In coming decades, the "decommissioning" of more than 100 nuclear reactors will hugely increase this source of radioactive debris of every description. And of course at this moment the nuclear industry is bucking for federal subsidies to build a new generation of nuclear plants with their attendant unmanageable wastes.

As a rule of thumb, these radioactive materials must all be sequestered for at least 10 half-lives, at which time only one one- thousandth of their original mass remains. But this can be a long time. Cobalt-60 has a half-life of 5.7 years, so it's a 60-year problem. Cesium-137 has a half-life of 30 years, so it's a 300-year problem. Plutonium-239 -- deadliest of them all -- has a half-life of 24,000 years, so it's a 240,000-year problem. (Is 240,000 years a long time? Consider that our species, homo sapiens, has only stalked the Earth for 100,000 years.)

Of course capturing, transporting, and burying all these wastes in shallow holes in the ground (landfills) proved to be exceedingly costly as well as ineffective. Leakage within just a few years has been common. So starting in the early 1960s, the federal government began selling radioactive metals to commercial scrap dealers -- thus dispersing the problem directly into the environment leaving no telltale fingerprints.

In 1990, we reported (Rachel's #183) that the federal government was planning to release one-third of all so-called "low-level" radioactive waste into the environment. Since then the government has legalized and institutionalized such releases -- some of it gets dumped in municipal landfills, some of if gets sent to "recyclers" who blend it into products, which are then radioactive. When a radioactive cheese grater (Ekco brand) was accidentally discovered in Michigan late last year, China got blamed. But the original source of China's radioactivity was very likely the U.S. Officials at the time assured us that housewives need not keep a geiger counter in their shopping basket, ha, ha. But the humor fell flat.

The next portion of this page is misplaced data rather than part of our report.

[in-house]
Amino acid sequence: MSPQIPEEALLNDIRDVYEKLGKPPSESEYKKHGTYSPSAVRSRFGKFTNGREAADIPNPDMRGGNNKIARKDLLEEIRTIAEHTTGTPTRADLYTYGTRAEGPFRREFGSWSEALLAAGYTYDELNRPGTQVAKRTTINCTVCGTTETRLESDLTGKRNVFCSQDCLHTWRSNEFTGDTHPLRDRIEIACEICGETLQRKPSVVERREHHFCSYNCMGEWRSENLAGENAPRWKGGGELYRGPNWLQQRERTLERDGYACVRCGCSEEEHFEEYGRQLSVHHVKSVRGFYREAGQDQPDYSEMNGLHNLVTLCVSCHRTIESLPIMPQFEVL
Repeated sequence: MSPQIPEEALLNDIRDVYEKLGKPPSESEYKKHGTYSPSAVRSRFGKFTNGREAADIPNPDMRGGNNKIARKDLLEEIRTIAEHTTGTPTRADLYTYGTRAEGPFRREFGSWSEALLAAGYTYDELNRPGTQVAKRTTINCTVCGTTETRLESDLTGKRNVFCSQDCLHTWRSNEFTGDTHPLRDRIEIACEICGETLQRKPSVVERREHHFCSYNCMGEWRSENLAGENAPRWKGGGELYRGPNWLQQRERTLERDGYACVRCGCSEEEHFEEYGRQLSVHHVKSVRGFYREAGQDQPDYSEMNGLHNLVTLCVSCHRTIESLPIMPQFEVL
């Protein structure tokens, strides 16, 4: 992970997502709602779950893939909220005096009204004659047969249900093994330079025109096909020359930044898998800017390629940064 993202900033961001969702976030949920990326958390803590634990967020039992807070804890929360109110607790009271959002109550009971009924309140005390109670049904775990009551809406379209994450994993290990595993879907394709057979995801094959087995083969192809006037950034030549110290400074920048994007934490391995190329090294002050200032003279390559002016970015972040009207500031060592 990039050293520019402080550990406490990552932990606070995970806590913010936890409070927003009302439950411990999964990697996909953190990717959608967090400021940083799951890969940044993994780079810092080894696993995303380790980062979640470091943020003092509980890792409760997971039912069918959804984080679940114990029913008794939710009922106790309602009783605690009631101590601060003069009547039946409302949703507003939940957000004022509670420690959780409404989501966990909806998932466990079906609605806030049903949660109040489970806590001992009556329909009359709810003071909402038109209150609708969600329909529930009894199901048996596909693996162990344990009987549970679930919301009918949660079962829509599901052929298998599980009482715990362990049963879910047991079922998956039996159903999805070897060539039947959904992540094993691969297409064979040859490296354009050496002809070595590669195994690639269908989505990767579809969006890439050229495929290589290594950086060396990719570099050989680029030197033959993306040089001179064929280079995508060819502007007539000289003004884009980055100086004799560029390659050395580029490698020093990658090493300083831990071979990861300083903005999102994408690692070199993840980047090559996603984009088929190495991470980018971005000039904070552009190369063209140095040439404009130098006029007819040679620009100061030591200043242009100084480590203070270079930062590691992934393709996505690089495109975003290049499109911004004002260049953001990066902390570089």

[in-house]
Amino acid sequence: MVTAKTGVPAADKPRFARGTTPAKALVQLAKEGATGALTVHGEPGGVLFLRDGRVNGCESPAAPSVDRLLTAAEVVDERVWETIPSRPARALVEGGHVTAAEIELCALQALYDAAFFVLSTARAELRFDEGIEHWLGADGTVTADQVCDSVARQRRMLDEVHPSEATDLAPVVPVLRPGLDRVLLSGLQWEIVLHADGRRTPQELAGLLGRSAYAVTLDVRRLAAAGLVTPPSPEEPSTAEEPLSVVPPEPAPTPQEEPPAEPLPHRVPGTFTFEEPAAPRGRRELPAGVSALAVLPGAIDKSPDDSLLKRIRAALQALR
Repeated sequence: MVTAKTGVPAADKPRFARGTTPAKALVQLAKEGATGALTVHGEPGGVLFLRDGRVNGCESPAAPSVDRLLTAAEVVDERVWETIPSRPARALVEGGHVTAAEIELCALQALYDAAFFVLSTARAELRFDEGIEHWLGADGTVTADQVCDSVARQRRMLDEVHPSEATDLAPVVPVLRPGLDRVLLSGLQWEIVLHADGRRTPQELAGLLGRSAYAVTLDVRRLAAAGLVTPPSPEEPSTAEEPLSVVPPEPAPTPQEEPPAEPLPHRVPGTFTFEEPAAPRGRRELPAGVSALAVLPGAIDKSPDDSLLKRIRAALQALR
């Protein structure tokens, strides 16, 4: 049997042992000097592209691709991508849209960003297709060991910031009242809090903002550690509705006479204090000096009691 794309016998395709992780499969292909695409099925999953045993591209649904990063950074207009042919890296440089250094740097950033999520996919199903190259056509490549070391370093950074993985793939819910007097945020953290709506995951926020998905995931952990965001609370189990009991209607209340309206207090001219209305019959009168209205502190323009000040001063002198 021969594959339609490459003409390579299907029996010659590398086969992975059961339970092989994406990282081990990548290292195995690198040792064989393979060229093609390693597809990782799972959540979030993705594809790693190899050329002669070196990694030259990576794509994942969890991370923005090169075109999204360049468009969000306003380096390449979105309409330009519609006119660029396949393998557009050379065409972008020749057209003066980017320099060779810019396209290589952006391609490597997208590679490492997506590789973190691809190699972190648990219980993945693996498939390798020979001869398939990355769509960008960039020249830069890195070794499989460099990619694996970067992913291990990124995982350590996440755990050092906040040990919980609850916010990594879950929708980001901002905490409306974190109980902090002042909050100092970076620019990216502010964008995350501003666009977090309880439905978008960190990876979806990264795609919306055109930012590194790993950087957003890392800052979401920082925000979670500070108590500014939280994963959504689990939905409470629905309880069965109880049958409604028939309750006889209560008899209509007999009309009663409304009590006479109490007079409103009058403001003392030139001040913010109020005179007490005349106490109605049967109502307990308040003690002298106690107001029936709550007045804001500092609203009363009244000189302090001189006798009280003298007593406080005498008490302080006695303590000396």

This government "solution" to the problem of radioactive waste -- releasing it into public realms -- has been understood and opposed by citizens for decades. For example, anti-nuclear activist Key Drey in St. Louis (burial site of the nation's first uranium wastes) described these problems clearly in the early 1990s (see here and here). More recently, the problem has been studied thoroughly and documented in great detail by the Nuclear Information Resource Service (NIRS) in its 2007 report, Out of Control -- On Purpose, by the redoubtable team of Dianne D'Arrigo, Mary Olson, Marvin Resnikoff, and others.

This 120-page NIRS report documents a 20-year campaign by the U.S. Department of Energy to change the rules for radioactive materials -- a successful campaign whose goal was to "enable manmade radioactivity to get out into the open marketplace, landfills, commercial recycling and into everyday consumer products, construction supplies and equipment, roads, piping, buildings, vehicles, playgrounds, basements, furniture, toys, zippers, [and] personal items, without warning, notification, or consent," as the report puts it.